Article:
ROA’s graffiti rabbit faces removal by Hackney Council

ROA's giant rabbit is a thing of beauty'according to Julia Craik, managing director of the Premises recording studio upon which it is painted. Photo:© Tim Sullivan

ROA's giant rabbit is 'a thing of beauty' according to Julia Craik, managing director of the Premises recording studio and cafe upon which it is painted. Photo:© Tim Sullivan

One of Hackney’s most prominent street paintings could be obliterated by the council. In late September environmental officers ordered the owners of a shopfront at 203 Hackney Road to remove a 12ft rabbit painting on its wall. The graffiti is the work of renowned Belgian artist ROA, who has been creating complex and imaginative paintings of animals on buildings across Europe and New York and has recently won a commission in São Paulo, Brazil.

“People are constantly passing by, taking photos [of the rabbit] and street art is one of Hackney’s important features that many people visit the borough to tour,” said Julia Craik, the managing director of the Premises recording studios, which owns the shopfront. “Hackney Council describes it [in the removal notice] as ‘a blight on the environment’ and ‘detrimental to the amenity of the area’ when quite clearly it is the opposite,” she added.

A council spokesperson said in a statement: “Whilst it is not the council’s position to make a judgement call on whether graffiti is art or not, our task is to keep Hackney’s streets clean.”

“As part of our enforcement policy, which is informed by DEFRA guidance, we initially contacted the property owner on an informal basis and offered advice…This was followed by a letter and another visit to the property before the removal notice was served. However, we are currently holding our enforcement action to allow the owner a further opportunity to seek planning [permission] advice about retaining the piece.”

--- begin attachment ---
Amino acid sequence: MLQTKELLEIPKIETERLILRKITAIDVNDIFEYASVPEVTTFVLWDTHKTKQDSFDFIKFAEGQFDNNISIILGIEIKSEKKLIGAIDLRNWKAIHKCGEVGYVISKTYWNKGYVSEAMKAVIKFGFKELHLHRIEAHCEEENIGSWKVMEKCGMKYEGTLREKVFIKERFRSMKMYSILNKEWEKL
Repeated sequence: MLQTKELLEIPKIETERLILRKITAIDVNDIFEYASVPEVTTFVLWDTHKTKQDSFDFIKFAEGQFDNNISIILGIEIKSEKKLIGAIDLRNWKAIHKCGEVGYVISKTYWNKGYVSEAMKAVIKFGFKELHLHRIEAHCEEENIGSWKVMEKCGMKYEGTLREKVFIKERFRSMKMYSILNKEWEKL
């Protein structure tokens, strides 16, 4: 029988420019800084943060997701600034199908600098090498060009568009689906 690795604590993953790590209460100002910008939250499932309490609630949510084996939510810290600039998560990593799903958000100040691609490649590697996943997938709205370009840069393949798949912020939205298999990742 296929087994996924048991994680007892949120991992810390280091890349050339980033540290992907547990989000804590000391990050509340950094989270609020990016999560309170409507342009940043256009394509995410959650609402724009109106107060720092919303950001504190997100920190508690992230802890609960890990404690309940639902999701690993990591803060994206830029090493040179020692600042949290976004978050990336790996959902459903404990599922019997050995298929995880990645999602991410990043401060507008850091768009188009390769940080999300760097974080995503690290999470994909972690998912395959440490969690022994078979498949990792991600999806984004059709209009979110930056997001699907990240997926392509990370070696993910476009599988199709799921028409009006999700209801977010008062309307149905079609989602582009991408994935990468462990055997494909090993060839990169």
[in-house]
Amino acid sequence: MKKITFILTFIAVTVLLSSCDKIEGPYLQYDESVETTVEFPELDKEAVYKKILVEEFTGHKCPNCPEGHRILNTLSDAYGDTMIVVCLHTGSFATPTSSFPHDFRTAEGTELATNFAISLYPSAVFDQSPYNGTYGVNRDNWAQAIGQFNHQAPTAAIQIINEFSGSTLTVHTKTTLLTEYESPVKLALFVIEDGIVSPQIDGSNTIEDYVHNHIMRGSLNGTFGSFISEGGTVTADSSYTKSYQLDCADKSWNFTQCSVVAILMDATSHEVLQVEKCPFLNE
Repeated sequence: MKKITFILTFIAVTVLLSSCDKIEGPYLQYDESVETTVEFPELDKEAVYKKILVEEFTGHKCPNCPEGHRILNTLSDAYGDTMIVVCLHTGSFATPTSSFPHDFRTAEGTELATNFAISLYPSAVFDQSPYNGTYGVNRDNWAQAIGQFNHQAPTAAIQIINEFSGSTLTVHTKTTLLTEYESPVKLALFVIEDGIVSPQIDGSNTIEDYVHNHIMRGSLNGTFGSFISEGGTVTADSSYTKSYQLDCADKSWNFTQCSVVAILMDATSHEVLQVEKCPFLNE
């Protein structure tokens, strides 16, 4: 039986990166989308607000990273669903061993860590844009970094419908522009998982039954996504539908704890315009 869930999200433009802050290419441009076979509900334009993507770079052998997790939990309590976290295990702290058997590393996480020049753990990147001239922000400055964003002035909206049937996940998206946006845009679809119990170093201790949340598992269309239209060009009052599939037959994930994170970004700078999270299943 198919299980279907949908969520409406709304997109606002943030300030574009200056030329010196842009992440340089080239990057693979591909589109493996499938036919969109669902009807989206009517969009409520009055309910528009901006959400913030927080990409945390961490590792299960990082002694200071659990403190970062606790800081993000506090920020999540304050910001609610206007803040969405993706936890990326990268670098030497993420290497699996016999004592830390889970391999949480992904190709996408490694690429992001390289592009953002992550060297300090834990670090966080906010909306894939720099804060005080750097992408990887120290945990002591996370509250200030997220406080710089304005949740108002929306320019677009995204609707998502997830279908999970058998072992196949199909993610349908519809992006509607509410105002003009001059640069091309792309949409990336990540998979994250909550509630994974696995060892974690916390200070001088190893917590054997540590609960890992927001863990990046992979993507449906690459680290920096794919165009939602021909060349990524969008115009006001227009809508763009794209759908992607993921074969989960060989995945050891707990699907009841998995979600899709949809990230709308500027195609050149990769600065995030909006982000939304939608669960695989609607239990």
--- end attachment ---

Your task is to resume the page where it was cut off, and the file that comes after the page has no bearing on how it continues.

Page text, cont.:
Ms Craik said getting planning permission is time-consuming and costly, adding that “it is a very deceitful way of making money”. The deadline given to the Premises to remove the graffiti expired on 14 October. The council now reserves the right to paint over the wall at the property owners’ expense.

The council spokesperson did not answer the Citizen’s question about whether enforcing graffiti legislation remains Hackney Council’s priority in the light of severe the funding cuts it faces. Haggerston councillor Ann Munn did not reply to an email seeking her view on the rabbit graffiti removal.

ROA, who exhibited at Shoreditch’s Pure Evil gallery earlier this year, in a recent interview has singled out authorities in London along with Barcelona as the most graffiti-intolerant in his experience. In 2009, Hackney Council removed a painting of the royal family by the world’s foremost street artist Banksy from a building in Stoke Newington despite local opposition.

Former Hackney resident and professional street artist Ben Eine believes the transient nature of graffiti is a fact of life. Most of the work he has done over the last 15 years has gone. “We have learned to leave with it going. However, everyone I meet while painting loves it and thinks it makes a positive change to boring old Walls. If Hackney [Council] paint over it, they aren’t spoiling it for us but for the people who live in Hackney and many people who visit Hackney.”

To object to the removal of the Hackney Road rabbit, contact Neighbourhood Enforcement Officer Gaynor Brown by filling out the council’s graffiti online form.



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